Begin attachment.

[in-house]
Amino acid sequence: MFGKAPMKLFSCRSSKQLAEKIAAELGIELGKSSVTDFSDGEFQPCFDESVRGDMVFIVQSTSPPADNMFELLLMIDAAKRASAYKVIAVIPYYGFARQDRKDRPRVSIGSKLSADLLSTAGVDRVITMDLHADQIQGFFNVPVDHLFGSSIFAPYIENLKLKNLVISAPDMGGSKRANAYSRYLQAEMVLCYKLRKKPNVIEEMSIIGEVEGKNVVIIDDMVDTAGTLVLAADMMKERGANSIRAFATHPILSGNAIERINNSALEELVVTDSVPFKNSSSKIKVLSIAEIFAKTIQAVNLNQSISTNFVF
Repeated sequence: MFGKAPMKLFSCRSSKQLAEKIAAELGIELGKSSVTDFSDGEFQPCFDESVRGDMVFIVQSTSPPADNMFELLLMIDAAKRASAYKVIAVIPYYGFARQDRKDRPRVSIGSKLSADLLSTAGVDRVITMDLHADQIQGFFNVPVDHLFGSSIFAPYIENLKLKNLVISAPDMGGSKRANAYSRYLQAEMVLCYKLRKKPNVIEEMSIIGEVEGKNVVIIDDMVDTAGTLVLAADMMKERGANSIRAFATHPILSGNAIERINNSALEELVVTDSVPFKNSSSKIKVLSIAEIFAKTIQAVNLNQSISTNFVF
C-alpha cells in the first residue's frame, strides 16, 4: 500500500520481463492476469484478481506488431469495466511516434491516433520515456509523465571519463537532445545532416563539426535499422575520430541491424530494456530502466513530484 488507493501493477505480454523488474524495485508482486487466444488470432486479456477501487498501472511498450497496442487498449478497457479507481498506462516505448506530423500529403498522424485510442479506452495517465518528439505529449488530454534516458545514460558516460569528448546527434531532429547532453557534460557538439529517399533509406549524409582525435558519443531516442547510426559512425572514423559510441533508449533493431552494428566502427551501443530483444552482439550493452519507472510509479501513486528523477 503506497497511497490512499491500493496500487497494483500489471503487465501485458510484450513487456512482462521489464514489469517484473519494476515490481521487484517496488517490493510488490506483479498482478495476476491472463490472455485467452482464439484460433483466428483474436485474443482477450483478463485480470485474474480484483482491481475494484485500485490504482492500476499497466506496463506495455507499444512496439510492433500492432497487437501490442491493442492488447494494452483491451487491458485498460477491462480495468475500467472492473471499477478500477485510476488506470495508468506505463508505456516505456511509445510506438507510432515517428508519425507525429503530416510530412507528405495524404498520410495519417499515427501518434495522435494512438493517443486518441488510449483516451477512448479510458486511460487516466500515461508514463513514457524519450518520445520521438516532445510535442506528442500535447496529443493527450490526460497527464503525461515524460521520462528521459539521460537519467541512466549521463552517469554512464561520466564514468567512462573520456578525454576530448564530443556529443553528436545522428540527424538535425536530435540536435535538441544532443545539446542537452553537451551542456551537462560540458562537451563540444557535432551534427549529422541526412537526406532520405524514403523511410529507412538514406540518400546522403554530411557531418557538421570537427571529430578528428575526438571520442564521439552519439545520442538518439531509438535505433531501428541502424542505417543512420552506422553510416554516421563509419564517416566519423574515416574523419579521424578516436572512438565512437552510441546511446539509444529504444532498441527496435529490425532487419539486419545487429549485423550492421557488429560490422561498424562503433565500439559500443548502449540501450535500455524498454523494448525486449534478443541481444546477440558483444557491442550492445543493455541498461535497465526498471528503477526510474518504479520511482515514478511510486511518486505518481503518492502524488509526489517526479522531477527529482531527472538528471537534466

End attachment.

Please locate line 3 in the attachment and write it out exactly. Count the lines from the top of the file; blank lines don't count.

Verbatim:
Repeated sequence: MFGKAPMKLFSCRSSKQLAEKIAAELGIELGKSSVTDFSDGEFQPCFDESVRGDMVFIVQSTSPPADNMFELLLMIDAAKRASAYKVIAVIPYYGFARQDRKDRPRVSIGSKLSADLLSTAGVDRVITMDLHADQIQGFFNVPVDHLFGSSIFAPYIENLKLKNLVISAPDMGGSKRANAYSRYLQAEMVLCYKLRKKPNVIEEMSIIGEVEGKNVVIIDDMVDTAGTLVLAADMMKERGANSIRAFATHPILSGNAIERINNSALEELVVTDSVPFKNSSSKIKVLSIAEIFAKTIQAVNLNQSISTNFVF